One thing we learn from reading the Psalms is that we are not the first to exaggerate a bit or to employ figurative language when it comes to describing our situation in life. When the psalmist said he felt like one who had gone down to “the Pit,” he was echoing the actual experience of Joseph, who was put in a pit by his brothers, and Jeremiah, whose enemies put him into a pit. The pit referred to an experience of being rendered powerless. The word Sheol was similar. It was a place of nonexistence where one was removed from life and from God. We may put different labels to the experience of being “in the pits.” There was a time we described depression as being “down in the dumps.” John Bunyan called it the “slough of despond.” St. John of the Cross called it “the dark night of the soul.” Whatever we call it, it is a description of those times when we call to God and anyone else who will listen from “out of the depths.” There is nothing worse than feeling like we have been cut off from God and from others.
Isn’t that how Peter must have felt out there on the lake, as he sank deeper and deeper? Sometime earlier, Jesus had put his friends into a boat so they could meet him on the other side of the lake. “I will be there when you get there,” he may have assured them, and he went back to dismiss the crowds that had gotten caught up in his latest miracle (feeding the five thousand). Jesus felt the need to go off and pray, and while he was tending to the needs of his soul, the disciples were some distance from the shore. Not only that, but they were being beaten by the waves and wind. A sudden storm had caught them off guard. They were terrified. Then Matthew tells us that Jesus came to them “early in the morning.” The disciples see Jesus walking on water, and they believe him to be a ghost. (Don’t lots of things look like ghosts when it’s dark?) Jesus tries to calm them by telling them who he is. Peter gets out of the boat to walk to him on the water. He does fairly well as long as he keeps his eyes on Jesus, but when he sees nothing but the wind and the storm, he is overcome by fear and cries out, “Lord, save me!” And he begins to sink. Many are the times you and I lose sight of God, and we can see nothing but the storms and stresses of life. Our fears and our problems overwhelm us, and we feel as if we “are sunk.” The worst thing about those times of hitting bottom is that we feel as if there is no help, no hope, no God to care about us and do anything for us. We frantically search for solid footing. I believe that when we are at our absolute lowest point, God stretches out a hand to help us up and help us out. One woman related how her life had hit bottom. She became depressed. She withdrew from everyone and everything. She contemplated suicide. Through the church, she met Jesus Christ. Later, she said, she knew she had a long way to go but at least she felt she was going in the right direction: “When I trip, Jesus is there to reach down and give me a hand and set me back on my feet again. I have felt his touch many times.” That same thought is repeated throughout the psalms: God “drew me up from the desolate pit” (Ps 40:2) and “delivered my soul from the depths of Sheol” (Ps 86:13). Wherever we are, God can find us and put us back on our feet again. One of the ways God does that is through other people. The story is told of a man in a prison for civilians in Singapore whose friend was sentenced to solitary confinement. He wondered what he could do to help him. He learned that the prisoners were allowed to have their hair cut once a month, so he applied for the job of barber. Though he was able to see his friend regularly, he could not give him anything or talk to him. So he would keep saying to him, “Please keep your chin up, keep your chin up!” while he snipped away at his hair. The guards thought it had something to do with barbering, but it was really an attempt to offer encouragement to a friend in a hopeless situation. ///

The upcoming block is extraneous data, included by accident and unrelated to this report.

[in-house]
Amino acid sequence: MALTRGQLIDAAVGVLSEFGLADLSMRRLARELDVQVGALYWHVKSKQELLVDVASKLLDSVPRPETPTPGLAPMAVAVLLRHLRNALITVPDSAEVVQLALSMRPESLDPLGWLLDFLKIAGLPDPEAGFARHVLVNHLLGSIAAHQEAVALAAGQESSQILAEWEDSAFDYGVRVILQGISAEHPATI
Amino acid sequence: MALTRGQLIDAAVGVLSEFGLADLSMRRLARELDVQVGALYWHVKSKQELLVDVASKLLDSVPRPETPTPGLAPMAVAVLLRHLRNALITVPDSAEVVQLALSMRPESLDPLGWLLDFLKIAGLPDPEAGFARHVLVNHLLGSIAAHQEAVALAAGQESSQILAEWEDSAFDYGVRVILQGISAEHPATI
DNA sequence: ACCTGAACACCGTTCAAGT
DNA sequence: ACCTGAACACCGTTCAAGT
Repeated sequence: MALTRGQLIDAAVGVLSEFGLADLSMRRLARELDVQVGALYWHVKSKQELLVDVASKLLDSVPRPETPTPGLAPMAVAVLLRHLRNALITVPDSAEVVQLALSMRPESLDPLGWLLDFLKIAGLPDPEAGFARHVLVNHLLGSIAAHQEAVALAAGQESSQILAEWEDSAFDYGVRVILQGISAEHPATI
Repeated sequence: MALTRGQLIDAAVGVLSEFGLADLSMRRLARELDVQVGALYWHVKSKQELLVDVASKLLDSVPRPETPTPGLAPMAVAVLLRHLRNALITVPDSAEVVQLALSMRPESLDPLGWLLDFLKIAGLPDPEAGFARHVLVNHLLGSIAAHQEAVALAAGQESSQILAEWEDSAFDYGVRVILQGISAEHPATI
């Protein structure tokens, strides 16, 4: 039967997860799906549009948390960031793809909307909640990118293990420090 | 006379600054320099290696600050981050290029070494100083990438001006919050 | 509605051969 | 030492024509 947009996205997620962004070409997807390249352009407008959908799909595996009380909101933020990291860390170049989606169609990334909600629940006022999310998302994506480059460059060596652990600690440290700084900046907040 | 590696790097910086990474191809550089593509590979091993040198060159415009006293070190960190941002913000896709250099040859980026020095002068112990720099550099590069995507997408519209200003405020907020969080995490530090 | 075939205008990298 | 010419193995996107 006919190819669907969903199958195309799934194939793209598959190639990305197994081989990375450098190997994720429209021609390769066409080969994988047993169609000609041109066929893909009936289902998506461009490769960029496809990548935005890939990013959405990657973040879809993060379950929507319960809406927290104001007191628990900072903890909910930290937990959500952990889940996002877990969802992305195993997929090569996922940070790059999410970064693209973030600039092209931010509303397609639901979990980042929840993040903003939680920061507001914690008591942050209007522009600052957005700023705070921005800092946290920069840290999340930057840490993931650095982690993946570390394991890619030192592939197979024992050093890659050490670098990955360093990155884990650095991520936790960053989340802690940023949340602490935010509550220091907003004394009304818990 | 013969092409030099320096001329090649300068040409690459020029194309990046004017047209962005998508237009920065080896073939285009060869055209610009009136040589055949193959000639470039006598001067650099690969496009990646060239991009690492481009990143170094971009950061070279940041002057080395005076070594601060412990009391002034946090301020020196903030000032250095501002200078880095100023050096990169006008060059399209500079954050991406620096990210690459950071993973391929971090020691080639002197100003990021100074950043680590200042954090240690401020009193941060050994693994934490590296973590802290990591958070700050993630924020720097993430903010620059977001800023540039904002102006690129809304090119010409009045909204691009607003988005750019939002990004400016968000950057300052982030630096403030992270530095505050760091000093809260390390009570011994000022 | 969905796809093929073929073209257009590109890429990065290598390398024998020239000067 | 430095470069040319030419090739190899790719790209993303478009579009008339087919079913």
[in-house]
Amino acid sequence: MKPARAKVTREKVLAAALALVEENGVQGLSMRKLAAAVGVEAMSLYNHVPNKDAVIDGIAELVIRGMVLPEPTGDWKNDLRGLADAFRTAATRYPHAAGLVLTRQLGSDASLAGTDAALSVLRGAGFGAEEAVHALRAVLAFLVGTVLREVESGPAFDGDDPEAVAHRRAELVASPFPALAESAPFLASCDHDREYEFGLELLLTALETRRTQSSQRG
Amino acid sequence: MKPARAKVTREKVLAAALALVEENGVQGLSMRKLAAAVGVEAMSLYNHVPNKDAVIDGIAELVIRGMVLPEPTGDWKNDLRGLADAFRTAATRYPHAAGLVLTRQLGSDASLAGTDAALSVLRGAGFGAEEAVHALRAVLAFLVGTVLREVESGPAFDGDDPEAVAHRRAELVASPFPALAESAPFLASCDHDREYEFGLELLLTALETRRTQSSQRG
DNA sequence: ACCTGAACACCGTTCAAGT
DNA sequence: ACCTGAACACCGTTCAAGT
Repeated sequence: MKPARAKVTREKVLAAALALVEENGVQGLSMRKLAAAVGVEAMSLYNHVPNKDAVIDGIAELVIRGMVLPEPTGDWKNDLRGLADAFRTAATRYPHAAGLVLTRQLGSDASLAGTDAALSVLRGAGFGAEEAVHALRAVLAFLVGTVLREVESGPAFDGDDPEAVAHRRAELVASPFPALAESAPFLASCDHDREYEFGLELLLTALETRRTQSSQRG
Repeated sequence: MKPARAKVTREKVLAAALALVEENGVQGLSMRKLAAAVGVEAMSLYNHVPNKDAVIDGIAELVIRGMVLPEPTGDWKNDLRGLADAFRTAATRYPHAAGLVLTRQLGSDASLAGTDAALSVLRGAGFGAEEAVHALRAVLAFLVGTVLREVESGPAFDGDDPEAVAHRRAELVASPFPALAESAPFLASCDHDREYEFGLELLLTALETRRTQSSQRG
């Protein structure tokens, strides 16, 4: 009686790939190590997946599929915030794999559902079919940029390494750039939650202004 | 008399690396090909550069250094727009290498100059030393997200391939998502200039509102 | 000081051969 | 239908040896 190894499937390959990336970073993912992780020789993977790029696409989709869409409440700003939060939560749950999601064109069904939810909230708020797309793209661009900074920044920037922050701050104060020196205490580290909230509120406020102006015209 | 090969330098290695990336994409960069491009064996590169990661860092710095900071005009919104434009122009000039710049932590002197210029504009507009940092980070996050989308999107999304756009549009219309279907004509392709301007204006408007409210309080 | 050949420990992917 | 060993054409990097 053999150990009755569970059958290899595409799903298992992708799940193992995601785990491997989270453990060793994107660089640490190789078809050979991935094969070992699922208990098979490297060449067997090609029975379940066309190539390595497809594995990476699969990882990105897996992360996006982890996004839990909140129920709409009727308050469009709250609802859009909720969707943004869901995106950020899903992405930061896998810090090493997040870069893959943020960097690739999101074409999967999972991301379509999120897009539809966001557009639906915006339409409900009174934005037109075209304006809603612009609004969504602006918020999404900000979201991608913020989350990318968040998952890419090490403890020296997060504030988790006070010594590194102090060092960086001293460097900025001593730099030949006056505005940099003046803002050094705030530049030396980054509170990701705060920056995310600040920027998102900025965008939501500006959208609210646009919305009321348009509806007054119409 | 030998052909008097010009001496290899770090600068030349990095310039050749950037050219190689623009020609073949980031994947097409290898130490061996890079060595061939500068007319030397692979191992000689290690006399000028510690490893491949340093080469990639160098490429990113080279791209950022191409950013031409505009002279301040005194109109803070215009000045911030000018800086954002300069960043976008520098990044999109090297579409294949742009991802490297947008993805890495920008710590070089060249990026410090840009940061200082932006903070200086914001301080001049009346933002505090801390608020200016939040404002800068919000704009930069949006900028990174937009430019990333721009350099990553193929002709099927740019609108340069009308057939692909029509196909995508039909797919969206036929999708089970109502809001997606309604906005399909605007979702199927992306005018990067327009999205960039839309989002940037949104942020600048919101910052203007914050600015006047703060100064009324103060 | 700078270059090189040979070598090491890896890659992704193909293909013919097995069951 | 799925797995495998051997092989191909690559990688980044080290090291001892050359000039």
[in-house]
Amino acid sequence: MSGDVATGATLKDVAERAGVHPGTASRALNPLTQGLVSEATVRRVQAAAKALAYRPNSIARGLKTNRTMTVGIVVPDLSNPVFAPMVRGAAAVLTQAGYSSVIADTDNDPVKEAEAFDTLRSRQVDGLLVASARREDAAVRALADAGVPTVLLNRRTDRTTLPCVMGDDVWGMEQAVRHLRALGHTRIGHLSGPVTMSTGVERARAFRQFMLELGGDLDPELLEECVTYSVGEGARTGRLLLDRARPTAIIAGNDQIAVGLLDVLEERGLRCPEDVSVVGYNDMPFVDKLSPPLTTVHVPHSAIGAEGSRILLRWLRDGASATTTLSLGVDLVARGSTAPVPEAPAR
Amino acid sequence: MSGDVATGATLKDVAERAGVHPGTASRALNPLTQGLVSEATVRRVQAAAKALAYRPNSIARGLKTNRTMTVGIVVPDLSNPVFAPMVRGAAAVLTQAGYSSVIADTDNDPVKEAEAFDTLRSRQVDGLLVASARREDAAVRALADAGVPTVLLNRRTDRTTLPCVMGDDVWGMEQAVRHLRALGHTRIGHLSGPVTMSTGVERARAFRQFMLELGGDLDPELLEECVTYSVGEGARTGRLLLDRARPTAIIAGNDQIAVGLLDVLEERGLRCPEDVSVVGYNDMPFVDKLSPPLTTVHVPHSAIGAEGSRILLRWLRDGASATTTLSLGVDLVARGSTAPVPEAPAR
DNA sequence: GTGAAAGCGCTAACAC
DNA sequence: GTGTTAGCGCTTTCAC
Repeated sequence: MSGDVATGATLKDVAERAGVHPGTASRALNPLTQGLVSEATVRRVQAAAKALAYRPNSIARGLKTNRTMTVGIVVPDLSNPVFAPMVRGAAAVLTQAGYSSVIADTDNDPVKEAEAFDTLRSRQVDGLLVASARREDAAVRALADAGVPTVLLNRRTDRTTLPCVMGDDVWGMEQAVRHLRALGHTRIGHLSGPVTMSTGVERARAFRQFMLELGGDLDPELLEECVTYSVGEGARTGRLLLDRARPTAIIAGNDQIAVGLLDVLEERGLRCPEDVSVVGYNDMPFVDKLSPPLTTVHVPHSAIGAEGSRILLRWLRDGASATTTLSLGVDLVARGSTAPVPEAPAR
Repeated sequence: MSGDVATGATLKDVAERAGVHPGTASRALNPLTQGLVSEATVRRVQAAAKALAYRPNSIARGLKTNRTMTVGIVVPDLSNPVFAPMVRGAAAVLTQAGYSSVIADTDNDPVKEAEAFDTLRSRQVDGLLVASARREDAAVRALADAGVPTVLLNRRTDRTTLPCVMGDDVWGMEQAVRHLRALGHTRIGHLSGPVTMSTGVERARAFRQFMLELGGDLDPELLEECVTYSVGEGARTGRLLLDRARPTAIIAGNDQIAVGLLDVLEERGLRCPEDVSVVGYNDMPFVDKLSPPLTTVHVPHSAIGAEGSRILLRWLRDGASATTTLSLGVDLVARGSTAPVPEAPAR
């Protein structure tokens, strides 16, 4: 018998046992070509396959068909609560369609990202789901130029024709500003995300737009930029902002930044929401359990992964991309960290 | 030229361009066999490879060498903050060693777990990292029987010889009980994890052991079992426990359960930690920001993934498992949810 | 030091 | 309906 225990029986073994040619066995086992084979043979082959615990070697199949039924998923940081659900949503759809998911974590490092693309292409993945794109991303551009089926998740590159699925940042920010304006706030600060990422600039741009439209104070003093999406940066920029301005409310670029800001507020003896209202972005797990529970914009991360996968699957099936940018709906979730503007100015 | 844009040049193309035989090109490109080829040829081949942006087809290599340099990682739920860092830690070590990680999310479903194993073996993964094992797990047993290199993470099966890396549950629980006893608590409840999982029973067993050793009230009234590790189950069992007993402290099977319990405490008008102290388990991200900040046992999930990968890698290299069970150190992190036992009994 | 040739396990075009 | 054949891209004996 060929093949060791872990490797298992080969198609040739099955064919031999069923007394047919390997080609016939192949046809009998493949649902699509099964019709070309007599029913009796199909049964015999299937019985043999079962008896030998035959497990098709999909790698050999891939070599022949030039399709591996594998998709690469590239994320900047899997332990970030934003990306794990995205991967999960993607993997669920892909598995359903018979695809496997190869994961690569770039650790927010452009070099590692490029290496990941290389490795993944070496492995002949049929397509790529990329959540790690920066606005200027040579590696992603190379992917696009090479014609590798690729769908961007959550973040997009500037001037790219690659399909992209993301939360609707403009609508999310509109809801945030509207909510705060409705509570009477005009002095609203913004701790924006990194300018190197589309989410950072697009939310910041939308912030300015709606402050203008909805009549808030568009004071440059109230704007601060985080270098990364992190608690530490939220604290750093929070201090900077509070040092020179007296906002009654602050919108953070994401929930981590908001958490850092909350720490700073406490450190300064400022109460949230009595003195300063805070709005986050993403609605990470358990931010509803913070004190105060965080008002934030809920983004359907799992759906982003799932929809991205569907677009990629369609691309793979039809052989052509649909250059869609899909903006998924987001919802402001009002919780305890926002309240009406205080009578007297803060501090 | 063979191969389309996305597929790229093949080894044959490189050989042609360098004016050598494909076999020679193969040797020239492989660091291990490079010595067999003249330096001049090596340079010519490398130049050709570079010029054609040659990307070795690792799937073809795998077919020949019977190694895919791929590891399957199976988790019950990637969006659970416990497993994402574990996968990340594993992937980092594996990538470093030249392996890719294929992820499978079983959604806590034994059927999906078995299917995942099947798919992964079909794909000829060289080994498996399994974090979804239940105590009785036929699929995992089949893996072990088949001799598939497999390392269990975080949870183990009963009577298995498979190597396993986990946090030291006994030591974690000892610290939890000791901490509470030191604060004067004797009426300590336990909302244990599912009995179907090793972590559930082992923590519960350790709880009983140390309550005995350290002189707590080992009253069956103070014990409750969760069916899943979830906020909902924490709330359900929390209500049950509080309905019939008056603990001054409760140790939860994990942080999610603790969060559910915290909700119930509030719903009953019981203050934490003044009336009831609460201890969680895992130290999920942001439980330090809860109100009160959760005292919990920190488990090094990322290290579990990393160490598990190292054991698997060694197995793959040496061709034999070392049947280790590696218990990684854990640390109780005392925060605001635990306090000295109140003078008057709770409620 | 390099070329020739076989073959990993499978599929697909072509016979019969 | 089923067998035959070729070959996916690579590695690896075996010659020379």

The pit is sometimes another way of saying “pity.” We need to think about things other than our own misery. One minister told a chronically gloomy woman that she was needed at church every Monday morning to pick up a list of people who were sick, homebound, and hospitalized. He told her to visit at least five of them every week for six months. Week by week a miracle took place in her life. She became one of the most radiant people in the congregation!
When you feel like you are about as low as you can go, keep your eyes upon Jesus. And look around to see if there might be someone to whom you might reach out.– William M. Schwein
*Hymn of Response insert “Precious Lord, Take My Hand”
Communion Hymn # 207 Blest Be the Tie that Binds
Following the feeding of the five thousand, Jesus dismisses the crowds who had been amazed by this miracle. He sends the disciples to the other side of the lake, while he stays back to pray. A storm comes up and Jesus walks on water to go to them.
There are times when we feel like we are so far down that we can never get back up.
Thought for the Day
Wherever and whoever you are, you can find God. Wherever and whoever you are, God can find you.